Subscribe options

Select your newsletters:


Please enter your email address:

@

News & Media

Latest ITER Newsline

  • Bookmark | The Future of Fusion Energy

    To write about fusion is to walk a fine line between the temptation of lyricism and the arid demands of scientific accuracy. Whereas the general media tends to [...]

    Read more

  • Image of the week |The shine of silver

    All ITER components are precious. But some look more precious than others. A vacuum vessel sector, a toroidal field coil, a cryopump, or a divertor cassette a [...]

    Read more

  • JT-60SA | "ITER satellite" to begin operating next year

    In a major assembly milestone for the JT-60SA tokamak, the 12-metre-tall central solenoid was successfully installed by overhead crane on 8 May. Japanese televi [...]

    Read more

  • ITER physics school | Ten years of lectures now available

    The lectures from ten ITER International Schools held since 2007 have been collected and are now available through a dedicated webpage on the ITER website. I [...]

    Read more

  • "Vigyan Samagam" | India showcases megascience

    From micro to macro—specifically, from the India-based Neutrino Observatory (INO) that will study neutrino mass ordering events lasting 10-43 seconds, to the La [...]

    Read more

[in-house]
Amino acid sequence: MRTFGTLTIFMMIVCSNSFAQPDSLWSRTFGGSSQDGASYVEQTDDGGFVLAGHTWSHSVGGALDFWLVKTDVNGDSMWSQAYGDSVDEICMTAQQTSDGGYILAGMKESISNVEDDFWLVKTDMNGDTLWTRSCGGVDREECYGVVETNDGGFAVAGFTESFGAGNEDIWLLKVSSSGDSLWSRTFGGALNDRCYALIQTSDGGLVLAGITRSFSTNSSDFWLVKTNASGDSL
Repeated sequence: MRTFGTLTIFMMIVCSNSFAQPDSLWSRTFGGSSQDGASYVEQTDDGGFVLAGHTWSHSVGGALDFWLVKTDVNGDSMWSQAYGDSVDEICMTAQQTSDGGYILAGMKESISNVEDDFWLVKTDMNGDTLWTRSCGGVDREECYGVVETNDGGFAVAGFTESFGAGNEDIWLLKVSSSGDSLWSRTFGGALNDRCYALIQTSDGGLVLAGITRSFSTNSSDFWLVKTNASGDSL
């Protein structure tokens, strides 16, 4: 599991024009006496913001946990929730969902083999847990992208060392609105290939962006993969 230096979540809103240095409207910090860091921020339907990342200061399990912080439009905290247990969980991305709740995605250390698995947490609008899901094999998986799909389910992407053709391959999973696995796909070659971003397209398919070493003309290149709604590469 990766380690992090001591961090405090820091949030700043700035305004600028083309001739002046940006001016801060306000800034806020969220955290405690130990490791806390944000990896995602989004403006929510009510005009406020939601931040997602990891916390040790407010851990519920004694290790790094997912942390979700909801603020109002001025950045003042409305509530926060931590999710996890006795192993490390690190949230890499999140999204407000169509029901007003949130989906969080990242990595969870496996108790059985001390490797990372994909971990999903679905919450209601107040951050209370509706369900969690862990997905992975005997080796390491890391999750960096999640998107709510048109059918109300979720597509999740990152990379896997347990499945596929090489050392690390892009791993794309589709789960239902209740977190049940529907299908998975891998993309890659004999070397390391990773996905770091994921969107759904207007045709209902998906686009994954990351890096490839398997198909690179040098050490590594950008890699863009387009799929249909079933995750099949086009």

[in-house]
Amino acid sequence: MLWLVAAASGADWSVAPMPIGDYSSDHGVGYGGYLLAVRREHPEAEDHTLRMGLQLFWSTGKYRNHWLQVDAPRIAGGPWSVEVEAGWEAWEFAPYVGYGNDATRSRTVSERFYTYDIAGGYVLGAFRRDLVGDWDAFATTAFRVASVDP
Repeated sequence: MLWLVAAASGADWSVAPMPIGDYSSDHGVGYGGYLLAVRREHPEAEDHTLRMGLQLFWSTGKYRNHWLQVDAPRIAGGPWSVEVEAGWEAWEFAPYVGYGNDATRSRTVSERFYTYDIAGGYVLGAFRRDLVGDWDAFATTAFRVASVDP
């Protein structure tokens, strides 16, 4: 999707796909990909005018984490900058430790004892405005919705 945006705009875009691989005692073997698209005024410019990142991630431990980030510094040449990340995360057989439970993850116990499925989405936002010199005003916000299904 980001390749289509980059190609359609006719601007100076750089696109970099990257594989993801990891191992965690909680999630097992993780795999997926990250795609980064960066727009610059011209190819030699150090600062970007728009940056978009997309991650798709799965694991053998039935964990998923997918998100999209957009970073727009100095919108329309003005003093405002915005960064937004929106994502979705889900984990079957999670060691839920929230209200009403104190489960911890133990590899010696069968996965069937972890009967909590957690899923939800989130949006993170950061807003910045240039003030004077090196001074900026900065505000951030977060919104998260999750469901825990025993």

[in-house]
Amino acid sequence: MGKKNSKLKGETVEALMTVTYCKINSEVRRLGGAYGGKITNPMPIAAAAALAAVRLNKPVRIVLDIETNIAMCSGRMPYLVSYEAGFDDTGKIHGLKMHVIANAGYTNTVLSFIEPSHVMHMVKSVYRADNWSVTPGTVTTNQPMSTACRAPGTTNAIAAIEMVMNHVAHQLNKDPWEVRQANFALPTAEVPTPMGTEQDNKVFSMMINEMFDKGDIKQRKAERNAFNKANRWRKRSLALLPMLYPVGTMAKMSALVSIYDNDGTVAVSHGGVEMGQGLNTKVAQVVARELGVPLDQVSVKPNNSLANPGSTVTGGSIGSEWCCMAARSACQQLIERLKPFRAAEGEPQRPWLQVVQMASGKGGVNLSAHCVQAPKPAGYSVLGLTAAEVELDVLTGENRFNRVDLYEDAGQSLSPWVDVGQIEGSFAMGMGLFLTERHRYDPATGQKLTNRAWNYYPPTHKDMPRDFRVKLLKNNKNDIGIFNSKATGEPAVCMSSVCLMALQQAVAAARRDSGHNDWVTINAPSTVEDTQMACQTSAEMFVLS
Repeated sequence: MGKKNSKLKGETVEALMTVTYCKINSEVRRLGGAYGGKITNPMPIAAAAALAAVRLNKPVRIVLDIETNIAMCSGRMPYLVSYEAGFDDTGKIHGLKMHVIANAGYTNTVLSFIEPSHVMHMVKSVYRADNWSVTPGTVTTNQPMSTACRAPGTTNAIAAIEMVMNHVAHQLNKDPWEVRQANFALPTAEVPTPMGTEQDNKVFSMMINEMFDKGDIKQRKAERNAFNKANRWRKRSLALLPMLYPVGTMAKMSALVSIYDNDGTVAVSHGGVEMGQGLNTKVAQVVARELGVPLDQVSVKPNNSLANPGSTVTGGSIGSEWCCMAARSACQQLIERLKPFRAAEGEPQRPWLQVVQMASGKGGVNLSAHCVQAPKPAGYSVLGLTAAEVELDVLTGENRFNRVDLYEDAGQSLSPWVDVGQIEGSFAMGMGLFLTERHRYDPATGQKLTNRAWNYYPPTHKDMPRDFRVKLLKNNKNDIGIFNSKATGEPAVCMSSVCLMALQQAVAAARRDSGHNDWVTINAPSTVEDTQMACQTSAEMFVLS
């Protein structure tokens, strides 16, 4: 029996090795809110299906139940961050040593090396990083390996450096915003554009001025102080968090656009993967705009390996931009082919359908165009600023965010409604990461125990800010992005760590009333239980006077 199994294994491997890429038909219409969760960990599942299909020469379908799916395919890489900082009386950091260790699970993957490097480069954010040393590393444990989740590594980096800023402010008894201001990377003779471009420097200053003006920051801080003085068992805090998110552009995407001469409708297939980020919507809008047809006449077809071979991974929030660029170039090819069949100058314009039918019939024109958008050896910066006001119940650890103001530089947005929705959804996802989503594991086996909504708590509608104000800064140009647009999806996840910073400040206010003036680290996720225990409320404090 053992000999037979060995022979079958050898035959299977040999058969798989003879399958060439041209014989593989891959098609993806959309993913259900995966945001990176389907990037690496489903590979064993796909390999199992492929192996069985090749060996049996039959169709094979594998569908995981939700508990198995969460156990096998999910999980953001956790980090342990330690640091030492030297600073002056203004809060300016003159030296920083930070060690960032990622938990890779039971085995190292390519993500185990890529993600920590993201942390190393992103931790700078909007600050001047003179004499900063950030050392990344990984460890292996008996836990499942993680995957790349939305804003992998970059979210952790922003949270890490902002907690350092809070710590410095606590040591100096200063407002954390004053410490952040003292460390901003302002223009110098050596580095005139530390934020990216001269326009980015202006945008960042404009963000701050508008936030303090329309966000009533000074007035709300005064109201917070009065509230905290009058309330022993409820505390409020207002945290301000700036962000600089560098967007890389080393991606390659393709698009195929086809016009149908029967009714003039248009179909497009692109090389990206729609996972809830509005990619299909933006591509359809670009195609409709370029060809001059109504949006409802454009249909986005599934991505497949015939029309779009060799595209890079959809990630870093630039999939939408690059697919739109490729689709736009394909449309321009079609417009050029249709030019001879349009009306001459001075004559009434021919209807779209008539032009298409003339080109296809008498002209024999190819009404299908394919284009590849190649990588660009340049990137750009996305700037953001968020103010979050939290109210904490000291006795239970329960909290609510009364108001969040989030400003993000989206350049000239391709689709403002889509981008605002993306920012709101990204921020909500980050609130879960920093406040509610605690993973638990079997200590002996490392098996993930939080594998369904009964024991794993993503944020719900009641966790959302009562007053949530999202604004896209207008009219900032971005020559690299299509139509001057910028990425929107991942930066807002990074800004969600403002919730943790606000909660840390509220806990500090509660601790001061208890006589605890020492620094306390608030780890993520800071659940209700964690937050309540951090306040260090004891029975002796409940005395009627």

Of Interest

See archived entries

Assessing the damage in Naka

Hiromasa Ninomiya (1st from right), director general for fusion at Japan's Atomic Energy Agency; Deputy Director General Kenkishi Ushigusa (front centre), and sub-group leader Norikiyo Koizumi (1st from left) gave ITER Director-General Motojima and ITER Council Secretary Sachiko Ishizaka a tour of the damaged buildings at Naka. (Click to view larger version...)
Hiromasa Ninomiya (1st from right), director general for fusion at Japan's Atomic Energy Agency; Deputy Director General Kenkishi Ushigusa (front centre), and sub-group leader Norikiyo Koizumi (1st from left) gave ITER Director-General Motojima and ITER Council Secretary Sachiko Ishizaka a tour of the damaged buildings at Naka.
What the Japanese call "the Great East-Japan Earthquake" has caused significant damage to the JAEA Naka Fusion Research Institute, located some 300 kilometres south of the catastrophe's epicentre.

Buildings hosting ITER-related activities—notably the Superconducting Coil Test Facility Building, the Gyrotron Test Facility and the MeV-Class Ion Source Test Facility—were badly shaken. As the exact scale of damage is still being fully assessed, entrance to several buildings remains prohibited for safety reasons.

Last Tuesday, 21 June, one week after the ITER Council, Director-General Osamu Motojima paid a visit to Naka in order to see for himself the extent of the damage  and discuss the recovery plan with Dr. Hiromasa Ninomiya, director general for fusion at Japan's Atomic Energy Agency.

Mitigating the consequences of the Japanese situation on the ITER schedule was a key issue in the discussion.


return to the latest published articles